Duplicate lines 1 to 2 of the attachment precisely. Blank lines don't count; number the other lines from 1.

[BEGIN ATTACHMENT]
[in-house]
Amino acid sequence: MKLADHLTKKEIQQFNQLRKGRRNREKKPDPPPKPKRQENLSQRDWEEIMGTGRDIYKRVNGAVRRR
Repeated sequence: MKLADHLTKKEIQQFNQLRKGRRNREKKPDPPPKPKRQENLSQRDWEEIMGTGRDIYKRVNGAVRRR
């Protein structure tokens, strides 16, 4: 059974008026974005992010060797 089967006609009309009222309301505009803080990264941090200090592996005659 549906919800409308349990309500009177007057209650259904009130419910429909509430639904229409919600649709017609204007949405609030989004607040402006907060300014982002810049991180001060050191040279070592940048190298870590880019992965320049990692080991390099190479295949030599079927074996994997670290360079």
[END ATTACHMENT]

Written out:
[in-house]
Amino acid sequence: MKLADHLTKKEIQQFNQLRKGRRNREKKPDPPPKPKRQENLSQRDWEEIMGTGRDIYKRVNGAVRRR